The Back Yard
Justin Newcombe's tips for creating a gorgeous and productive garden

Mulch ado about something

By Justin Newcombe

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Justin Newcombe extols the many virtues of mulching your garden, resulting in a happy, healthy and low maintenance patch.

Justin Newcombe enriches his garden with straw, leaf and tree mulch. Photo / Paul Estcourt
Justin Newcombe enriches his garden with straw, leaf and tree mulch. Photo / Paul Estcourt

Mulch, what a name eh? It sounds like something out of a Dr Seuss book. One mulch, two mulch, three mulch, four, mulch made of bull kelp, mulch made of straw. Actually, mulch is a great name - earthy, honest and dependable, although I do concede it sounds a little grumpy.

Mulches are many and varied - cardboard, newspaper, seaweed, lawn clippings, dried leaves, straw, hay, bark, tree mulch, carpet or a combination of these, as well as ornamental mulches such as rubber and even crushed glass.

The big reasons for mulching are water conservation, weed suppression and soil health. As well as an improvement in plant health there is a noticeable reduction in maintenance.

Mulching adds to your arsenal of recycling tools. The most obvious example is mulching with your lawn clippings. Spread these out on two or three layers of wet newspaper, under trees and shrubs.

Be sure not to pile the clippings up around the trunks as this ring-barks the tree, killing it.

My number one reason for mulching is moisture retention. Mulch keeps the soil from drying out and protects your valuable loam from getting sunburnt. The sun depletes nutrients in bare soil very quickly, which is bad news for your plants.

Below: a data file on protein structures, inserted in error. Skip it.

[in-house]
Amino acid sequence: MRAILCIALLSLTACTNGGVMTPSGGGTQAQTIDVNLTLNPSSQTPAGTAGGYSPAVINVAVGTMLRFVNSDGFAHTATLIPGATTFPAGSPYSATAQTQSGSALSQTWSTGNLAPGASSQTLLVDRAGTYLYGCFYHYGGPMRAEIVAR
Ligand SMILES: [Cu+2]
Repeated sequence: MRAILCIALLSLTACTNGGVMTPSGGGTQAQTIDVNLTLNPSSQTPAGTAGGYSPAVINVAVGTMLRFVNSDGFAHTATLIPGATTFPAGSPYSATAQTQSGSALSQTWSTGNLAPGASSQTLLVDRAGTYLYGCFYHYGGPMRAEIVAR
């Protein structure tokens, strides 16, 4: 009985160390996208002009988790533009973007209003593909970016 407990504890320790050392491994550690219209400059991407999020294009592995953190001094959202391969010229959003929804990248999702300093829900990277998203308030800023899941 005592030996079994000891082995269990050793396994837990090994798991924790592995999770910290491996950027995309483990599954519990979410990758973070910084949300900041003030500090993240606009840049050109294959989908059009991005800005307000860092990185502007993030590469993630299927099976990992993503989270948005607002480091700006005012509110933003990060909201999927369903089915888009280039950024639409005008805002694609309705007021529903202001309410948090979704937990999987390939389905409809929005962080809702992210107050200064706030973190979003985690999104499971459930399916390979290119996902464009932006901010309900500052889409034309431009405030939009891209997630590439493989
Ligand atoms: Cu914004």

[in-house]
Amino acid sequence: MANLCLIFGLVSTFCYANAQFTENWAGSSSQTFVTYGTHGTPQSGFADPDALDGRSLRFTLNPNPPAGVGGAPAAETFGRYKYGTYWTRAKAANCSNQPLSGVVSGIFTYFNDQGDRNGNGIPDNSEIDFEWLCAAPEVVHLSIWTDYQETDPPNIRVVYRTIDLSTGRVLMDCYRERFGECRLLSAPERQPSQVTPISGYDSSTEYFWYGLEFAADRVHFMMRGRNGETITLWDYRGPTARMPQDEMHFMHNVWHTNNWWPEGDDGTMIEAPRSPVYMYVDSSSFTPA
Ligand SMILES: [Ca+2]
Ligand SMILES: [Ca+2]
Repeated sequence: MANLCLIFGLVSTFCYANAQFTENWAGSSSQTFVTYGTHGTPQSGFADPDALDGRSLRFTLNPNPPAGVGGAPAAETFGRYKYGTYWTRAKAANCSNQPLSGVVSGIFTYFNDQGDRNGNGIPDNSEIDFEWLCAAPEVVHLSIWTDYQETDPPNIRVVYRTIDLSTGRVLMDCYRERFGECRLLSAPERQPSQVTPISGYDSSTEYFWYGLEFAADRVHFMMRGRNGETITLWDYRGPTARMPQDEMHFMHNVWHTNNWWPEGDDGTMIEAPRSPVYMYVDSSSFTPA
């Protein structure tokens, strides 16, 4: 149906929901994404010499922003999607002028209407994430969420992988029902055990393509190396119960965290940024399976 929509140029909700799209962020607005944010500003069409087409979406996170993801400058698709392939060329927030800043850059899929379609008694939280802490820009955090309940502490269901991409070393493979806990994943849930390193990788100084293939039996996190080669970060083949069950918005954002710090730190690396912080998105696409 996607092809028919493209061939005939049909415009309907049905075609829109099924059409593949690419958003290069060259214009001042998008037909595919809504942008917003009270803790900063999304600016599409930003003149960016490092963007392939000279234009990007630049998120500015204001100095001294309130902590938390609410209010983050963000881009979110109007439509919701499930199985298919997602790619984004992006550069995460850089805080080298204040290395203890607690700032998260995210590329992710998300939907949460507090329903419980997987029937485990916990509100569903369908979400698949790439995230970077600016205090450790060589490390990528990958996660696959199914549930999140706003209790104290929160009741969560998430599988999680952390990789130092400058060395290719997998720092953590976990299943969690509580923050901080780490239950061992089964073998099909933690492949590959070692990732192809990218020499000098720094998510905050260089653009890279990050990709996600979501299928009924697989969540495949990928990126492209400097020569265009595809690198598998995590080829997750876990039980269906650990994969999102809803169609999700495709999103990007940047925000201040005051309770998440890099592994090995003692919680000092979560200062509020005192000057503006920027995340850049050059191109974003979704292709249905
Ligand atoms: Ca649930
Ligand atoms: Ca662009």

Mulch is the first step to building healthy soil.

The mulch layer is a fuel for your soil life, which include earth worms, centipedes, wood lice, bacteria, fungi and algae. These organisms act as a digester, devouring the mulch material into a final, inert state called humus. The same process occurs on the forest floor.

Avoid applying fresh green woody mulches straight on to your garden - set them aside for six months first.

Fresh woody material requires loads of nitrogen to begin the breaking down process and the best place to get that nitrogen is from the soil. Your plants also need nitrogen and the battle will be fierce, with your plants losing out.

The best all-round mulch is pea straw. It grows quick and dries fast, so is still relatively high in nitrogen, meaning it doesn't rob nitrogen away from the soil.

We muck out our chook straw and mulch with that. The manure is packed with nitrogen and breaks the straw down, quickly forming humus and accelerating plant growth.

Another mulch I use a lot is seaweed, especially around trees which are about to flower. Tree mulch is good for paths, tracks and orchards.

If you want to create a garden, try putting cardboard boxes straight over grass or weeds and pile on the tree mulch. Wait six months and plant - no weeding, no digging, no fussing.

That brings me to the final benefit of mulch - maintenance. I've given up on weeding. I usually just go over the top with cardboard and mulch.

Considering all the benefits you get as well as keeping all the weeds at bay, mulching is a no-brainer.

3 of the best: Garden websites

1. Claire's Allotment on You Tube
Super info from a super gardener. Friendly Claire, a super watch.

Even if you don't buy their stuff, the website is a gift that keeps on giving.

3. Janice Marriott, Edible Garden
Smart, short and sharp. Like having your face slapped, in a good way.

- NZ Herald

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